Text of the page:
Heritability and missing heritability
: can twin studies be trusted?

Student thesis: Doctoral ThesisDoctor of Philosophy


'Missing heritability' is the discrepancy between the amount of variance explained by specific single nucleotide polymorphisms (SNPs) identified in genome-wide association (GWA) and twin-estimated heritability. Four categories of explanations have been proposed for missing heritability: (1) additive effect sizes of common single nucleotide polymorphisms (SNPs) used in GWAS are too small to detect with current sample sizes; (2) rare variants are not captured by commercial arrays; (3) nonadditive effects (allelic, gene-gene or gene-environment interactions); (4) twin estimates of heritability are inflated. A recently developed quantitative method that uses GWA data- Genome-wide Complex Trait Analysis (GCTA)- has made it possible to explore these issues as it allows to compare quantitative twin-based estimates with quantitative DNA-based estimates. I use data from an on-going longitudinal study of 14,000 twins (7000 pairs) born in the UK between 1994 and 1996 called the Twins Early Development Study (TEDS) to investigate the following: the proportion of twin heritability that can be explained by additive effects of common SNPs (Chapters 2, 3 and 4); increasing heritability across development in the presence of strong genetic stability (Chapters 5 and 6); and genetic pleiotropy (Chapter 7). In Chapters 2, 3 and 4, Iapply univariate twin, GWA and GCTA methods to demonstrate that although we are still far from closing the gap between heritability and the actual genetic variants, there still is scope for discovery of common additive genetic effects. In Chapters 5, 6 and 7, I employ bivariate GCTA, polygenic predictor scores (PGS) and twin estimates from the same sample to confirm that twin estimates and DNA estimates of genetic pleiotropy and stability concur. In conclusion, in this thesis I provide evidence that much of the so-called 'missing heritability' can be explained by common additive genetic effects and that phenomena from twin research can be replicated using DNA alone.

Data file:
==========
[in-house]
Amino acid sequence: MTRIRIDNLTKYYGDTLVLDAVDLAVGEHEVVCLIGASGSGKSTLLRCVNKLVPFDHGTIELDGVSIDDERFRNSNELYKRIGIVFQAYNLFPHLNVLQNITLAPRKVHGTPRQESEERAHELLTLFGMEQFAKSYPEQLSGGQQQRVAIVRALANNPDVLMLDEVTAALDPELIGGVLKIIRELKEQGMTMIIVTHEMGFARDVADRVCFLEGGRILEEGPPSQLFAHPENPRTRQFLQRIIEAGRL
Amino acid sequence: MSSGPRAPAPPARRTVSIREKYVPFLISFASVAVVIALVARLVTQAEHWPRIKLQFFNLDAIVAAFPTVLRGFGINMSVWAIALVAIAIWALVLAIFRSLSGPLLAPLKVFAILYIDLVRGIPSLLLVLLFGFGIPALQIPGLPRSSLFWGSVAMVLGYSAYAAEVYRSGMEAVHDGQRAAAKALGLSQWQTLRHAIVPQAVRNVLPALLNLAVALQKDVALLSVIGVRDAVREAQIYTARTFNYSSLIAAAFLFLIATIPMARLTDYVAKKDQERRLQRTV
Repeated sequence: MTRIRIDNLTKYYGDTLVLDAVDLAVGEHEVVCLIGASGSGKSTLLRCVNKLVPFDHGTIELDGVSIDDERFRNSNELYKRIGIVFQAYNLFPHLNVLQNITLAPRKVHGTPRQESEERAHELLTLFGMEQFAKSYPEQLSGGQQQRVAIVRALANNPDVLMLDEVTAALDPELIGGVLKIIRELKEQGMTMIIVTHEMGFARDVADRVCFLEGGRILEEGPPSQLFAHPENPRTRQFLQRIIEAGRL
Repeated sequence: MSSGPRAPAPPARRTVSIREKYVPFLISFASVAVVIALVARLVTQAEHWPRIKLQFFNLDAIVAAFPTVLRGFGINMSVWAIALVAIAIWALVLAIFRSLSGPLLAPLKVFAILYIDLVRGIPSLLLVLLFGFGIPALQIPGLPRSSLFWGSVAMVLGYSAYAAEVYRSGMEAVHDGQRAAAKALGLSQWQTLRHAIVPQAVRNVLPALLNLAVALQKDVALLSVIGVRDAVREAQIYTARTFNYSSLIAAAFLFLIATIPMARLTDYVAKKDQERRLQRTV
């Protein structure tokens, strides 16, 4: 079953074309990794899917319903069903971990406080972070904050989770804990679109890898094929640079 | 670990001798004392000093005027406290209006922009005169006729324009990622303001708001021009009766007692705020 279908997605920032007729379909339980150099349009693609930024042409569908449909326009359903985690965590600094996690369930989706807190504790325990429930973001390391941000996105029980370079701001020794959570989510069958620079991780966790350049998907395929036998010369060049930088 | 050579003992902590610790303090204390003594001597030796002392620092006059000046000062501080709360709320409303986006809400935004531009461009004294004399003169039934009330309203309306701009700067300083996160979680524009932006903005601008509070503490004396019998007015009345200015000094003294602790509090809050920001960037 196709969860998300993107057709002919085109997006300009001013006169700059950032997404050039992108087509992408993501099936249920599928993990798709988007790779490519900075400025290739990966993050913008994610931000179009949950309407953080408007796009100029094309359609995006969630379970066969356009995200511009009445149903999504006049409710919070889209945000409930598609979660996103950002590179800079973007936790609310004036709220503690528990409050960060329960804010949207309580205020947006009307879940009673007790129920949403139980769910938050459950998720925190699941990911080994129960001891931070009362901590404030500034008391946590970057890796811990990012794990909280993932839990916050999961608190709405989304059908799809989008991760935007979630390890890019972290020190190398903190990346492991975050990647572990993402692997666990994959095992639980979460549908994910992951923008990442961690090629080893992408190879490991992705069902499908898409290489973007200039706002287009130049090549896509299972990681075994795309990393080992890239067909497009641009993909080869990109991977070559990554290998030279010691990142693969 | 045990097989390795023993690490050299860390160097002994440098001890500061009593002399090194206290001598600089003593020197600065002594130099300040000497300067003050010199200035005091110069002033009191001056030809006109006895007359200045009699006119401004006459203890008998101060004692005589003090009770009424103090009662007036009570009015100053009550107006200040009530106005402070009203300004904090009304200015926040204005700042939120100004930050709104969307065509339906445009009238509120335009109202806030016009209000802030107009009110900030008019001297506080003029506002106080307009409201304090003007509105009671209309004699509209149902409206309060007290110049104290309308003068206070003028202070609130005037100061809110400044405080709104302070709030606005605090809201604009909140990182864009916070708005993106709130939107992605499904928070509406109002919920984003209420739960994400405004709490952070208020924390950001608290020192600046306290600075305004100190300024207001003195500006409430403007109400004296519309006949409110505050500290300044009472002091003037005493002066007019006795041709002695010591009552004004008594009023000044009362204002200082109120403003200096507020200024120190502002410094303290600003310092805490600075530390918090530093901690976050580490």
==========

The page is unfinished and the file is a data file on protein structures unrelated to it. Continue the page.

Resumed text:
Date of Award2013
Original languageEnglish
Awarding Institution
  • King's College London
SupervisorRobert Plomin (Supervisor) & Thalia Eley (Supervisor)

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